HMD Unveils Its First Android Phones Without the Nokia Badge

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Key Takeaways

  • HMD has introduced its first Android phones without a Nokia label.
  • The Vibe is a budget-plus device with a Snapdragon chip and 90Hz screen.
  • The Pulse, Pulse+, and Pulse Pro are very low-cost options for Europe.

HMD has introduced its first Android phones to go without Nokia branding, the Vibe and the Pulse.

The Vibe (not yet pictured) is headed to the US and is also the most powerful model with a mid-tier Snapdragon 680 chip, a 90Hz 6.6-inch display, and a 13-megapixel primary rear camera. The 4,000mAh battery isn’t exceptional, but the 3.5mm headphone jack makes it more useful if you can’t justify wireless earbuds.

HMD will sell the Vibe in the US for $149.

The Pulse, Pulse+, and Pulse Pro (pictured here) represent HMD’s phone line for Europe. The entry Pulse has a low-end Unisoc T606 system-on-chip, 4GB of RAM, a 13MP main rear camera, and the same display as the Vibe. Opt for the Pulse+ and you’ll get 8GB of RAM as well as a 50MP primary camera. The Pulse Pro brings quicker charging and a 50MP selfie cam.


HMD Pulse+ and Pulse Pro
HMD Pulse+ (left) and Pulse Pro (right)

All of the phones offer what HMD called “Gen 1 repairability.” You can replace a broken battery, charging port, or display by getting an iFixit repair-it-yourself kit. The brand also touts “sleek” designs with uncommon colors like Apricot Crush (orange) and Twilight Purple.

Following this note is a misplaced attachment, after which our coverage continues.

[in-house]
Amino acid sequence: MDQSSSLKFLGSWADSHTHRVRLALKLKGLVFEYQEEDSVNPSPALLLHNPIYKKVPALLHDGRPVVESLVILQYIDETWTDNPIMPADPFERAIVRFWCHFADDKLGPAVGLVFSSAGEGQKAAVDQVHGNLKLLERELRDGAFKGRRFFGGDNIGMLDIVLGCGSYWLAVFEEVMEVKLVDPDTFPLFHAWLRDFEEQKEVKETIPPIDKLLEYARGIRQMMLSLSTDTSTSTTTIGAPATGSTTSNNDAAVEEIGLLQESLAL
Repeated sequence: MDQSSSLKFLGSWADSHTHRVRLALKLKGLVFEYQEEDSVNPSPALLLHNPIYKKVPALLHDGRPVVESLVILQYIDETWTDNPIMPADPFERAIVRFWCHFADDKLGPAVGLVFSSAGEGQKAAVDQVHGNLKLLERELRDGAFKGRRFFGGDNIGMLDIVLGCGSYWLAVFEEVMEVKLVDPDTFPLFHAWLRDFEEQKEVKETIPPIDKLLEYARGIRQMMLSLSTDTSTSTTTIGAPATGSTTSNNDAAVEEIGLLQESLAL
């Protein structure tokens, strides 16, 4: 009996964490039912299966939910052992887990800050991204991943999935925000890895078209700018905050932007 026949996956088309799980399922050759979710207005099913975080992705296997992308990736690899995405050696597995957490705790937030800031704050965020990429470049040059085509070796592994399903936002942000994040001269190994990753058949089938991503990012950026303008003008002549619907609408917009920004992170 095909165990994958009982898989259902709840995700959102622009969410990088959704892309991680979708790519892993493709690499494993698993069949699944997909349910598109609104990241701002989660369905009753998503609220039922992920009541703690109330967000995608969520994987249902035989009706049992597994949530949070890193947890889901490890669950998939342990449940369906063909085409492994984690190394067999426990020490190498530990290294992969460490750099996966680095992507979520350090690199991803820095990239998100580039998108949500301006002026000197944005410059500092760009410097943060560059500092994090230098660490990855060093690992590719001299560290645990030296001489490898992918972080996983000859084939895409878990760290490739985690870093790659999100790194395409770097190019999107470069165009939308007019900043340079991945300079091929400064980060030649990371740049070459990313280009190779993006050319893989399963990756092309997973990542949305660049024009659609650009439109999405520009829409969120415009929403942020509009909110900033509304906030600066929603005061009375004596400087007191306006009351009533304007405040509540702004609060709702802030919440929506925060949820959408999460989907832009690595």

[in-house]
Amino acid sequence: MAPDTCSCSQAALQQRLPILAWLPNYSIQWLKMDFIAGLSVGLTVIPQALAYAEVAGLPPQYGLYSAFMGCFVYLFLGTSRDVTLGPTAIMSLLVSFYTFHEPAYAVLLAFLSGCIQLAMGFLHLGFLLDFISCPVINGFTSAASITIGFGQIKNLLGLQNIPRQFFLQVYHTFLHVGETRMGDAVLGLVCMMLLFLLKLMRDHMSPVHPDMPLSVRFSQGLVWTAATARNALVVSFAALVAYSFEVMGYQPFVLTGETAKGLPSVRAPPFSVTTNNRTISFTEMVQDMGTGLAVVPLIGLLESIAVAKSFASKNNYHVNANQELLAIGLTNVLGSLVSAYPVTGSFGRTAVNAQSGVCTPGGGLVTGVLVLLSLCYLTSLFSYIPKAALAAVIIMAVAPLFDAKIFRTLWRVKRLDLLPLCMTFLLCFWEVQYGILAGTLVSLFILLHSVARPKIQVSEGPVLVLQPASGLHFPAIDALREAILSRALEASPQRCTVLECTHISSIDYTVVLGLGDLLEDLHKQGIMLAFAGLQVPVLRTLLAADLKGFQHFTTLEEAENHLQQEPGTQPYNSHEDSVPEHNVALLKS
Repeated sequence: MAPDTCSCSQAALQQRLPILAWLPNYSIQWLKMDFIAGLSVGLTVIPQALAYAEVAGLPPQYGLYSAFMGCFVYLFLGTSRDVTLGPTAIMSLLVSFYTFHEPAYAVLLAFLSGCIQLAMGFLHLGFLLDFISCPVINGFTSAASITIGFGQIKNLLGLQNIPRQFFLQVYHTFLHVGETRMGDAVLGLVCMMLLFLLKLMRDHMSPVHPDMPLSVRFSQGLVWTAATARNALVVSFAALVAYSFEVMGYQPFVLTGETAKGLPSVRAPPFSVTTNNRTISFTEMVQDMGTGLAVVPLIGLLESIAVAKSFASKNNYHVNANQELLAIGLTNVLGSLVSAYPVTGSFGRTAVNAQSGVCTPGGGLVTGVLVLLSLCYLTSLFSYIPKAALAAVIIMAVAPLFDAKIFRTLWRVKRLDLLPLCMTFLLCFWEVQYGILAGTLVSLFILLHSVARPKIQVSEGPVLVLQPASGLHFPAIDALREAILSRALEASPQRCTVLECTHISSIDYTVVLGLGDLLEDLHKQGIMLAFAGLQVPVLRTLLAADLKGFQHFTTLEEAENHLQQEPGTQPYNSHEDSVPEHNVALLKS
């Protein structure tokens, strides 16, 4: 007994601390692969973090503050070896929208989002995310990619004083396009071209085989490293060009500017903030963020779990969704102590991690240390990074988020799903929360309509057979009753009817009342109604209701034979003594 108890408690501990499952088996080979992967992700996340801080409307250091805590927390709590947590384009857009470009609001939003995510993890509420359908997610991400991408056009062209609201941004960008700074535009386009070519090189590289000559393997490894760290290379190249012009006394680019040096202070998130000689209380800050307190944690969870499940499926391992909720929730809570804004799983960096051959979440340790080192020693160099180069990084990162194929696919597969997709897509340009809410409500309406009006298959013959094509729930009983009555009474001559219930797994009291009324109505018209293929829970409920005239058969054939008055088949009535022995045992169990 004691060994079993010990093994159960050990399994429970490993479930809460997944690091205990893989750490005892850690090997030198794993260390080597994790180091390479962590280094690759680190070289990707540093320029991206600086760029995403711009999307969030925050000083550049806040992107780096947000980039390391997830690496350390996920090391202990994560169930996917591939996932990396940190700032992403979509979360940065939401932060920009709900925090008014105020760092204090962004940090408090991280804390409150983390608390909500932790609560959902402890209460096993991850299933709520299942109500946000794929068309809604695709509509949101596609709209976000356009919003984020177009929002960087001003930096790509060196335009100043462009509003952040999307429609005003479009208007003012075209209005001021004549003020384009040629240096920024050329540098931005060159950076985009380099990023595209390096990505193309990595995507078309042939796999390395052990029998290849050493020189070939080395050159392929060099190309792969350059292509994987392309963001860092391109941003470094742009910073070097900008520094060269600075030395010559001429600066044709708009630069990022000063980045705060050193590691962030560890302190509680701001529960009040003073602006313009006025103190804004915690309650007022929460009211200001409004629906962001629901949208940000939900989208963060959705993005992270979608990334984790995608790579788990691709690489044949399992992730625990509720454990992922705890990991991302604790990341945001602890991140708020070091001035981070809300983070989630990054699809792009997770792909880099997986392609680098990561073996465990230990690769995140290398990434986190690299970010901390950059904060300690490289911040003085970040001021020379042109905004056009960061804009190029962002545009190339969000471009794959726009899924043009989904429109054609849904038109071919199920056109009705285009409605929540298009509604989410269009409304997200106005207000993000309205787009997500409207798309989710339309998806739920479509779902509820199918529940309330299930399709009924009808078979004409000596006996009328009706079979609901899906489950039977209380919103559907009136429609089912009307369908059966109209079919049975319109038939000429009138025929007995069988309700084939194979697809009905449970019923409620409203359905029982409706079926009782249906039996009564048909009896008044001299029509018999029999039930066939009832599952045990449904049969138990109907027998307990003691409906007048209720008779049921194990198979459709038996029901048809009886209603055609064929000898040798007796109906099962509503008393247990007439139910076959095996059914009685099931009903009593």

The Pulse, Pulse+, and Pulse Pro will respectively sell for €139, €159, and €179.

HMD was originally the phone business Nokia sold to Microsoft in 2014. It bought operations back in 2016 and started shipping Nokia-branded handsets that same year. The company has sold basic cellphones under its own name, but hasn’t delivered smartphones until now.

The focus on budget phones isn’t surprising. Nokia-badged Android phones have covered a wide range of price points and have often centered around the mid-range. The inaugural HMD phone series caters solely to cost-conscious buyers — that could help it sell without treading on Nokia’s territory.